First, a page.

Summary: The 1952 Pennsylvania State Championship basketball team has gathered for a reunion-of-sorts at Coach's house. They reminisce about the good times, share memories about an absent teammate and discuss their fairly boring adult lives. The major conflict of the play comes when it is revealed that Phil is having an affair with George's wife. George is the mayor and wants to run for reelection, but the boys aren't sure he is still the right man for the job--perhaps because he is the most outwardly emotional of the bunch and awkwardly mourns for an institutionalized son. Though "the team" fights throughout the play and struggles with the reality that Coach is aging, the conclusion of the play depicts the cast listening to a recording of the last few moments of their championship game.
Thoughts: In the Introduction, director Joseph Papp repeatedly states that he has always thought of this as "an actor's play." He also mentions that when it was originally pitched to him, he hesitated to give it a full production. I know what Papp meant by "actor's play"; but when I finished reading it, I also felt that it is a play that does not hold up well on paper. In other words, this is a play that must be seen to be fully appreciated. Much of the work I have encountered in this project also stands as literature for critical analysis and appreciation, but this is not one of those plays.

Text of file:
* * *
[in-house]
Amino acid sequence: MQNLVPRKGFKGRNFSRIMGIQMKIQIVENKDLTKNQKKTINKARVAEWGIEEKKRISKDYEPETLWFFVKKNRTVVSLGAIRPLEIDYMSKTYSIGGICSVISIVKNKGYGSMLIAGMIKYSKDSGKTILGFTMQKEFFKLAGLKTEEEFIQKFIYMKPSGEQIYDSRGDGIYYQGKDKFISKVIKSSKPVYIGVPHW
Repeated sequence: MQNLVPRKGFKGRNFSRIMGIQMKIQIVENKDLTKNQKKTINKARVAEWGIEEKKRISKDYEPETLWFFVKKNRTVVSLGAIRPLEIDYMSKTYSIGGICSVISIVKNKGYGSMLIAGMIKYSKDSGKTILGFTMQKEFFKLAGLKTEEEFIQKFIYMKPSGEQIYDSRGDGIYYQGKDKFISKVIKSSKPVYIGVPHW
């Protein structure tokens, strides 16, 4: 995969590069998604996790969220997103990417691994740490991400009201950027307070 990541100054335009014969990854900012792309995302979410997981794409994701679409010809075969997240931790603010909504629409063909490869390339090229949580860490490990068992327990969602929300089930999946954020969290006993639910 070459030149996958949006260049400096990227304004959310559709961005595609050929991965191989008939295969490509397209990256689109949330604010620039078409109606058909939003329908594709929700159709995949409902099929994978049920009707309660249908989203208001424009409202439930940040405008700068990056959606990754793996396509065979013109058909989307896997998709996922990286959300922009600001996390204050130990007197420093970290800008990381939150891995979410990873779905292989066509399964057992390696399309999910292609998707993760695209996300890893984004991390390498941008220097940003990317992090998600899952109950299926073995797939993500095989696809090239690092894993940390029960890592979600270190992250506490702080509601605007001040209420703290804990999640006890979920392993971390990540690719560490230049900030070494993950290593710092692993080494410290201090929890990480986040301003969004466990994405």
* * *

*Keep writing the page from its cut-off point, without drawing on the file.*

This is the first play about sports that I have encountered in the project, and I'm fairly certain that the audience demographic for this show was unusual. With the recent debut of Lombardi on Broadway (and stories about professional athlete sightings at the theatre), this play makes me think about the importance of plays that appeal strongly to a specific audience who ordinarily wouldn't be seen in the theatre.